The present building, the work of the famous Chester architect, John Douglas, is notable for its scale and proportion. The oldest window depicts St Alban and St Stephen and is known as the ‘necklace of blood’ window- it dates from medieval times, possibly 14th century. Also look out for the large brass chandelier, which is dated 1755.

Church Website      

Farndon, St Chad

The Church of St Chad's lies nestled between the historic villages of Farndon and Holt. The church had an exciting role in the English Civil War (1642-1651). It was once used as a garrison by Oliver Cromwell's Parliamentarians as they fought for control over the old Roman bridge that connects both villages of Farndon and Holt. Much evidence can be seen of the fighting that took place- look out for the battle scars that pock mark both outside and inside of the Church.

The Church is also famous for the Civil War Window which is situated in the Barnston Chapel. Visitors come from far and wide to photograph the window. There is also an ancient yew tree in the Churchyard estimated to be over 700 years old.

Church Website      

Aldford, St John

The present church was built in the Victorian era in 1866. It’s adjacent to an ancient Motte and Bailey (castle structure) which is still visible. Why not have a picnic there beside the hollow tree!

Inside the church, look out for the marble pulpit (from where the vicar preaches), mosaic reredos (the ornamental screen covering the wall at the back of the altar) and ‘the angelic choir’ on top of the pillars. (See Psalm 150 for their meaning). Do note the window in the chapel designed by the famous Victorian artist, Edward Burne-Jones, and the bier in the Baptistry which was used to bring the coffins to Church.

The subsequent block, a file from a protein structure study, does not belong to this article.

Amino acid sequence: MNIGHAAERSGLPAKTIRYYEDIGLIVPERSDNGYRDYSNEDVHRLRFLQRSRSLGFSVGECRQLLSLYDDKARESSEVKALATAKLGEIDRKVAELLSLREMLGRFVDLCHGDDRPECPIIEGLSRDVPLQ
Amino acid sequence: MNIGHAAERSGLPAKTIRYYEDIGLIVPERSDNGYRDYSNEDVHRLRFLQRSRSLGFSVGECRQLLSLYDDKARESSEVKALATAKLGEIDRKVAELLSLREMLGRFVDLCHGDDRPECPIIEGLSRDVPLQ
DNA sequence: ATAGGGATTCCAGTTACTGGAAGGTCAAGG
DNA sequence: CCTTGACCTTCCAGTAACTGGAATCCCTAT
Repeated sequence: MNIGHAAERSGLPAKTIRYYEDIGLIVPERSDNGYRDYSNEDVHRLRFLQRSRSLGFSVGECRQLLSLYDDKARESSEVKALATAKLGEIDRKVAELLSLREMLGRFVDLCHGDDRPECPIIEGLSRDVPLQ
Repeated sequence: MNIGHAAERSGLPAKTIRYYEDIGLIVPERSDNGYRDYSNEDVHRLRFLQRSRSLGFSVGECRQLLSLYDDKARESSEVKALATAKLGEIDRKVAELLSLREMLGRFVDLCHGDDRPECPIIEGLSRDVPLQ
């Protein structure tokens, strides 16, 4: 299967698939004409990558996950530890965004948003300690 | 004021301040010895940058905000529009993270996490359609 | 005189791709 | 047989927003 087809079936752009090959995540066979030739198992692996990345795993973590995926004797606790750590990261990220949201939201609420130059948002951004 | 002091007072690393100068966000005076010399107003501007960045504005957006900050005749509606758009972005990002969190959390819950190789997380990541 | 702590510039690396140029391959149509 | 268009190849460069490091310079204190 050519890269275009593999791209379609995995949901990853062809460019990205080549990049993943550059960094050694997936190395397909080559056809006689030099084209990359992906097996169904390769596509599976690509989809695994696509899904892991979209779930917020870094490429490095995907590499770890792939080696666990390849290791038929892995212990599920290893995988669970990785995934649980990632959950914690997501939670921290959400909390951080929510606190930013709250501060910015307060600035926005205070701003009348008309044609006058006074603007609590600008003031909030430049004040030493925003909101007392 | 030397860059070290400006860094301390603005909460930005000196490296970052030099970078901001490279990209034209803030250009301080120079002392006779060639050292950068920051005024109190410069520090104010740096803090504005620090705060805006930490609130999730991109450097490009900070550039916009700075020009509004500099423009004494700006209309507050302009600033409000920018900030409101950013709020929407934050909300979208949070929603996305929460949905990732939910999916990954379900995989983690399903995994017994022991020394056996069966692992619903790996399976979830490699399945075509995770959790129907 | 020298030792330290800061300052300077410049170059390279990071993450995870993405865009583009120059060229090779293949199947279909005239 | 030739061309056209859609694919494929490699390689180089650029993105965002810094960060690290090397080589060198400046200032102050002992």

Church Website   

Bruera, St Mary the Virgin

This little church was established nearly a thousand years ago. It was an outlying chapel to Chester's monastery in the 1100’s (medieval era). A walk round the churchyard will give the visitor a feeling of the social history of England. Many names are repeated- families didn’t move very far- and numerous children indicate the health hazards of life in times past. Some members of the Westminster family are buried here.

Visits into the church may be arranged with the Warden, details on the website.

Church Website    

Local Information

Pubs and Cafes
Cyclists Touring Club (CTC) Chester and North Wales- award winning cafes and pubs listed here. Including:
• Cheshire Ice Cream Farm, near Tattenhall
• Tilly’s Coffee Shop, Bunbury
• Shady Oak Pub, Tarporley
Various refreshment facilities are located in the main village

Bike shops
• Global Bikes Cycle Shop, Tattenhall
Cycle hire in Chester

Chester city centre map
For cycle parking and other information, see www.chestercyclecity.org.


See other routes in this series: St Edmundsbury & Ipswich, Worcester, Gloucester